• 1 hour Netflix Struggles To Rebound After Subscriber Hit
  • 23 hours $15,000 For Your Crypto’s Ticket To Visibility
  • 2 days The Next Fashion Frontier
  • 3 days What Is Africa’s Role In The New Silk Road?
  • 4 days Trump Was Right About The Dollar
  • 4 days Is Silver Gearing Up For A Rally?
  • 4 days World’s Largest Hedge Fund Turns Bullish On Gold
  • 4 days It’s Time To Spend More On Clean Energy R&D
  • 5 days Contrarian Investors Are Beating The Stock Market
  • 5 days Bulgaria’s Revenue Agency Falls Victim To Biggest Cyber Heist In History
  • 5 days Amazon Faces European Union Anti-Trust Probe
  • 5 days Commodities Are Having A Stellar Year
  • 6 days Bezos’ Next Big Project Could Be Worth $100 Billion Per Year
  • 6 days 3,600 Years Later, Climate Change Turns Mammoths Into $40M Market
  • 6 days Tesla, Apple Claim China Is Stealing Intellectual Property
  • 6 days EV Giants Duke It Out For Battery Dominance
  • 7 days Tech Billionaire Takes Aim At Google
  • 7 days Chinese Police Bust Largest Ever Illicit Crypto Mining Operation
  • 7 days Expect A Pullback Before Gold's Next Major Rally
  • 7 days Why Interest On Gold Matters
Russia Is Falling Behind In The Renewable Race

Russia Is Falling Behind In The Renewable Race

Russia, the world’s second largest…

It’s Time To Spend More On Clean Energy R&D

It’s Time To Spend More On Clean Energy R&D

Climate change is a growing…

How Much Would It Cost The U.S. To Ditch Fossil Fuels?

How Much Would It Cost The U.S. To Ditch Fossil Fuels?

Decarbonizing the U.S. grid and…

Oilprice.com

Oilprice.com

Writer, OilPrice.com

Information/Articles and Prices on a wide range of commodities: We have assembled a team of experienced writers to provide you with information on Crude Oil,…

Contact Author

  1. Home
  2. Commodities
  3. Energy

Petro-Yuan Gains Momentum, But It’s A Still Risky Endeavor

Yuan

When the long-awaited yuan-denominated oil futures launched earlier this year, opinions were split: one camp argued with passion that the days of the petrodollar were numbered, its demise a certainty. The other camp argued with just as much passion the yuan has yet to catch up with the dollar as an international currency, and the Chinese futures had basically as much of a chance as a snowflake in Hell.

Now, six months later, opinions remain split, but now the two camps have some facts and figures in their arsenal. For example, a figure for the pro-petroyuan camp was the record surge in trading volume in June, to 137.5 million tons of crude for delivery in September. This translates into 137,503 lots, compared to a combined 2.6 million lots for Brent and WTI together, though, so the yuan contract still has a way to go to catch up.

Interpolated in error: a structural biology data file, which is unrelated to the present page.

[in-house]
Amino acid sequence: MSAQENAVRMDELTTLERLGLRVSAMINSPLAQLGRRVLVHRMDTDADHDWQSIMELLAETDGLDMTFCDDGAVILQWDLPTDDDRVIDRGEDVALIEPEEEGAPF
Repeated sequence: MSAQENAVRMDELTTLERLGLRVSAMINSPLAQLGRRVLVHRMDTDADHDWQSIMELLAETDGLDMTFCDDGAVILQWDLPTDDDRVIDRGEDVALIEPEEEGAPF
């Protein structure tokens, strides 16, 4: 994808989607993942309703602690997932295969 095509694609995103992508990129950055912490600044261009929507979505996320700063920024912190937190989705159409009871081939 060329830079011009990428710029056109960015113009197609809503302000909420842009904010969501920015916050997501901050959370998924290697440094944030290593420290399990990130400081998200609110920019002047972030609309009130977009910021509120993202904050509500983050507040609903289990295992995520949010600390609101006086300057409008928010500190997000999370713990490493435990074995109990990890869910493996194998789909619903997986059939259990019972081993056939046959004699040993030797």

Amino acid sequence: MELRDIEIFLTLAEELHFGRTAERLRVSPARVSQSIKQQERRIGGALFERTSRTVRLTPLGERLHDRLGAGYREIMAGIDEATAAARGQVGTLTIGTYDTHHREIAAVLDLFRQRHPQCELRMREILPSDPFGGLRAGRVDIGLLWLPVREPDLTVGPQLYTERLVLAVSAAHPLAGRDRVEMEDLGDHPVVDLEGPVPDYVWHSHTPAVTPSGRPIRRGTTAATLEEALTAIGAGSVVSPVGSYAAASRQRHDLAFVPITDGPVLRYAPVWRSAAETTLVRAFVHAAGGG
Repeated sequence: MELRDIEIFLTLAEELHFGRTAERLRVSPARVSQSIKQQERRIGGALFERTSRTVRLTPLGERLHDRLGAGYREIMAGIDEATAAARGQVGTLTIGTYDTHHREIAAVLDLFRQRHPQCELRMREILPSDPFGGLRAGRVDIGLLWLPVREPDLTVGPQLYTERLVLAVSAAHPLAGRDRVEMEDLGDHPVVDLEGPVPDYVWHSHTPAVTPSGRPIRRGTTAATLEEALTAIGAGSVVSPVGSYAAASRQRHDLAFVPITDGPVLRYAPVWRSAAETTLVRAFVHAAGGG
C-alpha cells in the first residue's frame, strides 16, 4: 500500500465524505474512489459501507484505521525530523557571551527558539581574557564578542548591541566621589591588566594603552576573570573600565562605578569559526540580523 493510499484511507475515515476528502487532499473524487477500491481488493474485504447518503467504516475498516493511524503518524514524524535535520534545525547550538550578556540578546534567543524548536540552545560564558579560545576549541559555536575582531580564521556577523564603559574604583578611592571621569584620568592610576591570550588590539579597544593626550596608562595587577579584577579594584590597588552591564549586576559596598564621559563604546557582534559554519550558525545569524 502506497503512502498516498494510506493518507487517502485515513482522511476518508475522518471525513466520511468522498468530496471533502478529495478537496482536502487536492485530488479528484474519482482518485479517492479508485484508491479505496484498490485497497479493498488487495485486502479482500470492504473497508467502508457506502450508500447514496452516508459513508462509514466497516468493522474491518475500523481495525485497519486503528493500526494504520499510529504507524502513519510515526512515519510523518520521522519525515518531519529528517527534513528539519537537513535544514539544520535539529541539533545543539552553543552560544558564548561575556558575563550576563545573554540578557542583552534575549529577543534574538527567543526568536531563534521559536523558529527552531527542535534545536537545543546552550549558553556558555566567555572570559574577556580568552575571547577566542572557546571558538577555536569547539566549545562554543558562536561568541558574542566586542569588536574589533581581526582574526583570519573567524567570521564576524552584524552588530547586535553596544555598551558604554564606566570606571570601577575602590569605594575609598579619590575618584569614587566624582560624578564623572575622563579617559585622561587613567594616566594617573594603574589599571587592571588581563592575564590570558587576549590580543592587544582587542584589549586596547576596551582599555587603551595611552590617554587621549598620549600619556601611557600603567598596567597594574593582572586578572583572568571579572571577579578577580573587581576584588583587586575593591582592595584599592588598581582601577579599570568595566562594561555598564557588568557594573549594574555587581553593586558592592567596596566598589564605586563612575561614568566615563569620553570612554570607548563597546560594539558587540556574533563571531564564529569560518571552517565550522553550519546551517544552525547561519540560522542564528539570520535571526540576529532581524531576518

The anti-petroyuan camp, however, seems to have a bit more going for it after six months of trade. Bloomberg cites traders as saying that the exchange rate of the yuan coupled with storage costs make the Chinese oil contract still a high-risk endeavor.

The yuan has been falling in recent months on the back of slowing economic growth and the tariff spat with the United States. There is a lot of space for surprises, however, and unpredictability is not something low-risk traders like, so exchange rates are one thing that could put them off the yuan contract.

Storage costs in China are another problem. They are much higher than elsewhere: US$0.95 per barrel per month in the Shanghai International Energy Exchange compared with US$0.05 per barrel per month at the Louisiana Offshore Oil Port, Bloomberg reports. The reason for the higher cost is limited storage capacity availability and the requirement that the cargo be stored at a specific storage facility rather than at any available. Related: Police Bust China’s Largest Bitcoin Hacking Scheme

So, in light of these unpleasant facts, what does the yuan-denominated futures contract have going for them? Well, apparently, they could make sellers richer than if they choose to trade Middle East grades. The yuan contract last week traded at a considerable premium to all other oil futures, with the premium to the Middle East benchmark at US$3.35 per barrel. That makes a profit of US$6.7 million for a cargo, according to Bloomberg calculations—certainly not a small sum. But is it worth all the risks?

Perhaps it is and perhaps it isn’t, but it looks like it is still too early to say. The seriousness of the risks, after all, is relative. This was evidenced in the record-high trading interest in yuan futures in early June that some observers, quoted by S&P Global Platts, attributed to the heightened price volatility in the Brent and WTI benchmarks. On the other hand, storage costs are a fixed problem that is not about to go away. It’s a risk that traders have probably already learned to factor into their calculations. Exchange rates are another cesspool of volatility, but volatility is a double-edged sword. Economic data from China may still surprise positively as it has before, despite the tariffs.

Ultimately, however, the question of whether the petrodollar will be replaced by the petroyuan is moot. The reason for this is simple: the dollar is the international reserve currency because most oil is traded in dollars, says international relations professor and China expert Douglas Bulloch. It is the international reserve currency because of the size and nature of the U.S. economy. Therefore, the only way for China to succeed in having its currency stand a fighting chance against the greenback is to continue opening up its economy. Oil trading is only part of that.

By Irina Slav for Oilprice.com

More Top Reads From Safehaven.com

Back to homepage

Leave a comment

Leave a comment